marketing campaign gone bad, sigh.


Scoot created what could be a potentially good marketing campaign – World’s Longest Virtual Flight – where participants who registered would get a chance to win $20,000 and a year worth of free flight tickets with Scoot.

How it works: 

1. Interested participants had to go on Scoot’s Facebook app to register. Teams are allowed, though it seemed like not all team members need to be registered.

2. At 8pm, Scoot will post a link to the app. Participants are given about an hour to “board” the virtual flight. The contest starts at 9pm.

3. All you need to do to stay in the game is to click the circle at the end of a countdown timer. After clicking it successfully, the countdown will start again and the game goes on. Participants get dropped out if they’ve failed to click quickly enough. At times, there would be “turbulence” and when that happens, participants will have to wait for “turbulence” to be over and the countdown timer will resume.

4. The duration of the game simulates a flight from Singapore to Sydney – 16 hours. It is expected that at the end of the 16 hours, there will only one participant left, who will emerge as winner.


Scoot created A LOT of hype for this contest. The concept was exciting, and most importantly, the prize was very attractive. I really like the angle they’ve taken with promoting this contest (see one of their ads below) and spent quite a bit of time surfing their facebook page to see all the facebook posts they had.


In all, I think they were quite successful in generating the hype needed to create a positive brand image for themselves. As soon as I saw this, I urged Jon to participate. Given that he is a gamer at heart, and is really really good at games, I couldn’t think of a more perfect person for this. Jon was immediately all hyped up about this – who wouldn’t want $20,000 and free flight tickets! Knowing that this was an endurance game, he called up a few of his friends to participate in this together. Our confidence levels and excitement levels were sky high! We even got a roster all sorted out to last the whole 16 hours, and more.

At 8pm sharp, Jon set up his laptop, used the LAN cable and attempted to “board” the virtual plane. He managed to “board” quite quickly but when the Youtube video started playing, an error soon came up. He refreshed the page, and GONE. It was only after a nerve wrecking half hour that he managed to “board” again. Everyone was commenting furiously on Facebook though, as hundreds of other people could not “board”. They extended boarding time by half an hour – our virtual flight was delayed (lol).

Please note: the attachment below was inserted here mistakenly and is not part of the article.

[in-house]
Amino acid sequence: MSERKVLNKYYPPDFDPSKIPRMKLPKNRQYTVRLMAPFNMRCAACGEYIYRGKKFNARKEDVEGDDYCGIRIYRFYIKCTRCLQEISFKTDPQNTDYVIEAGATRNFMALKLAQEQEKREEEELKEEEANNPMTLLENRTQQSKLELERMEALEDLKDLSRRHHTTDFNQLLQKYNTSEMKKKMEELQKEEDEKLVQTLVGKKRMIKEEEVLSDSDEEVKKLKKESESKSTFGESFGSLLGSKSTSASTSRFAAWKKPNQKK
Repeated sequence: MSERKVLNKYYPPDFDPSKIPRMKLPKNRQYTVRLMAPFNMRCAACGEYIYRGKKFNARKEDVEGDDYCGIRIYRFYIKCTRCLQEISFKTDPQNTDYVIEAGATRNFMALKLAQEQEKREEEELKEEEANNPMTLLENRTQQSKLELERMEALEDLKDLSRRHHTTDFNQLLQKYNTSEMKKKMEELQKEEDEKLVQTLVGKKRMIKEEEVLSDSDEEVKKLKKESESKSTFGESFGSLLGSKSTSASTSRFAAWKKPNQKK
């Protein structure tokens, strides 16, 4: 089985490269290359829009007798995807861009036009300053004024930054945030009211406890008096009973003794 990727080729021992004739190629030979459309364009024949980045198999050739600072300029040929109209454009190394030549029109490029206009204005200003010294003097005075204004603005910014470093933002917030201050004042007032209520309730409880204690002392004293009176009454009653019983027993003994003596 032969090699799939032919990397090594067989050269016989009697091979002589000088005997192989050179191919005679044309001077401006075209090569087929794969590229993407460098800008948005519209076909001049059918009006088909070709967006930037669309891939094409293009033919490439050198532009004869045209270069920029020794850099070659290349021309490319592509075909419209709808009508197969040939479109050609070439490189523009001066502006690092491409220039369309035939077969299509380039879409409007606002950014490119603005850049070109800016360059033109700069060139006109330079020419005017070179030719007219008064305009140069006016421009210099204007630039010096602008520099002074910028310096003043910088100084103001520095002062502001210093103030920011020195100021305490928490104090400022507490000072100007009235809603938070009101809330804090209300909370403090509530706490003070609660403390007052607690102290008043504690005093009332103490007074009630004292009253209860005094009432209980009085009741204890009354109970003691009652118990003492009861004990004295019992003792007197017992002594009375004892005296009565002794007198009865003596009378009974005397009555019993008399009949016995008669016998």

Ah well, we were still extremely excited anyway, confident that we will emerge as winners. In the meantime, coffee and water was prepared for the ride and as the contest neared the start point, we all gather at the computer, eyes glued to the monitor.

“5……4…….3…….2……1”, we chimed.

“Click here to stay in the game”. We clicked and got through – YES!

Then, in the middle of the screen, a large circle appeared. In the middle was the countdown timer starting from 120. Since we were staring soooo hard, we noticed that the countdown timer was not consistent. Sometimes, it was fast, and sometimes, it was slower. Nevermind that, again…

“5……4…….3…….2……..1”. we chimed.

The screen hanged for a bit. We held our breaths.

The screen came up and we were in Turbulence. “okok nevermind. we are still through”, we consoled ourselves.

Although it was just a static screen, we were not at all complacent, eyes still glued to the screen. Pretty quickly, from what I remember, the screen changed, the circle with the countdown timer was greyed out and still loading. In a split second it said something like…

“You’ve failed to click and have been dropped out of the game.”

WHATTTTTTTTTTTTTT????????????????????????????????????? Our hearts sank.

It was the end.

We checked Scoot’s Facebook page and it seemed like many other people got dropped out as well. Everyone was FLAMING mad since many people had made leave arrangements, arrangements to take care of their children, some even booked into a hotel so they would be undisturbed.

Sigh, sigh, sigh!!!

Sorry, Scoot. You scooted us out from your contest and I guess many of us will be scooting you out of our lives. Bye, now.

One thought on “marketing campaign gone bad, sigh.

  1. I cannot agree more. Fly Scoot has had a bad reputation for being inefficient especially their January debacle where passengers were stranded.

    This virtual flight campaing of theirs could have been stress-tested in many number of ways. For them to come out and fail after generating such a big hype simply shows that the company has extremely poor planning. The fact that they cannot even give an interim response quickly shows a lack of coordination among the higher management.

    i would not sit on this flight henceforth until i see a rather drastic improvement in their organizational operations. Still it will be interesting to hear what thie manement will have to say about this virtual flight failure.


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